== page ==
26 May Fortune Cookie – Mail Today News
For music lovers, a restaurant couldn’t have a more evocative name than Yellow Brick Road. It’s the title of what critics have widely regarded as Elton John’s best song ever it’s also the name of his best-selling 1973 album that has the song inspired by the imagery of the film adaptation of Lyman Frank Baum’s eternal parable of hope for misfit children, The Wizard of Oz.
It’s the road that leads to the Emerald City in the land of the Wizard of Oz a metaphor for the path that leads to life’s fantasies or even answers to the questions we may have about it (like the ones entertained by Dorothy, the principal character of the story). Tucked away in one corner of The Ambassador, the hotel in Sujan Singh Park that started out as living quarters for British soldiers during World War II and has been inseparable since the 1940s from New Delhi’s history, Yellow Brick Road (or YBR in popular parlance), previously called simply the Coffee Shop’, may not offer you answers to your questions about life. But its old favourites from the nostalgia-laden Railway Cutlet, the comforting Mulligatawny Soup and YBR Chicken, and Sheila Dikshit’s favourite, Fried Fish with Tartare Sauce, to the unbeatable Bull’s Eye certainly make life seem better.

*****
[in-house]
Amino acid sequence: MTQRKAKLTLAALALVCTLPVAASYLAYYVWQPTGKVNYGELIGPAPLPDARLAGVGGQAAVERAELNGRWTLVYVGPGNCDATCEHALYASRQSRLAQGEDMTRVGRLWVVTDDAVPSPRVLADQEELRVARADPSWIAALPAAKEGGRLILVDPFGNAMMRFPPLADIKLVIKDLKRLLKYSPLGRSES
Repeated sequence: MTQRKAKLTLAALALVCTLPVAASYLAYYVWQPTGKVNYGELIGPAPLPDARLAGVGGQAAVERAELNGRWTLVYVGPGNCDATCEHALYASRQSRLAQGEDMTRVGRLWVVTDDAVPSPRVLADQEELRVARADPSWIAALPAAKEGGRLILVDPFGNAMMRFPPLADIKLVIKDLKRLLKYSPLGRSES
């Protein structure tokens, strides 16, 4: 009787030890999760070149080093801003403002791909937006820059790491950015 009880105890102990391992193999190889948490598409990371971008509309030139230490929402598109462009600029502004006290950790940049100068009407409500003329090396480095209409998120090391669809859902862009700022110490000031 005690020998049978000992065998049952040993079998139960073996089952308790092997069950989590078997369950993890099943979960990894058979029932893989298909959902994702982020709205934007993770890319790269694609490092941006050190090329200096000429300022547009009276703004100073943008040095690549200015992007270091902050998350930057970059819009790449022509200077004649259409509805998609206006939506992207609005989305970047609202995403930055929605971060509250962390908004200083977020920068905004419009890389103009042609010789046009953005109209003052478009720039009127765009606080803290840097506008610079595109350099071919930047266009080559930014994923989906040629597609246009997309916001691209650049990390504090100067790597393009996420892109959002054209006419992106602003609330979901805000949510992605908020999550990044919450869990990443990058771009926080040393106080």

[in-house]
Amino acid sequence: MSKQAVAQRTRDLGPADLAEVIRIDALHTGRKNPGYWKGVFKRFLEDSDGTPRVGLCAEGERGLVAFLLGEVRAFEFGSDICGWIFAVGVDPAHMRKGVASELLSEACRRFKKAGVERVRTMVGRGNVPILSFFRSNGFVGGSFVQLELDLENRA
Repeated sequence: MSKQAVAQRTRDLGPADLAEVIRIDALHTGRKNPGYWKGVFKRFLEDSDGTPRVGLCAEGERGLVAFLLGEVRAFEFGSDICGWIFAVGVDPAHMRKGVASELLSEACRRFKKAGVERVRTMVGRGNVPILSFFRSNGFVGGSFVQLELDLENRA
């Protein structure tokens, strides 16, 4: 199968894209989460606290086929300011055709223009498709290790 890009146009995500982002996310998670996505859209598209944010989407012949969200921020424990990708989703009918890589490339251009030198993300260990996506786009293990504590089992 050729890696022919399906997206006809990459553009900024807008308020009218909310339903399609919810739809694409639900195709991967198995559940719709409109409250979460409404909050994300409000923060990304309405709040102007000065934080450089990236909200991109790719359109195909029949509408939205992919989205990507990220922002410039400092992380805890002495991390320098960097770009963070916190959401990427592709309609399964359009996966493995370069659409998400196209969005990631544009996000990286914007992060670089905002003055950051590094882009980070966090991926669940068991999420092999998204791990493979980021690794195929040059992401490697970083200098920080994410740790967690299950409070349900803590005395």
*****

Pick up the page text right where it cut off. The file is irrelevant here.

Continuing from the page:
It’s been 20 years since YBR acquired its present personality and its playful colours, thanks to its hugely talented designer, Iram Mukherjee, and it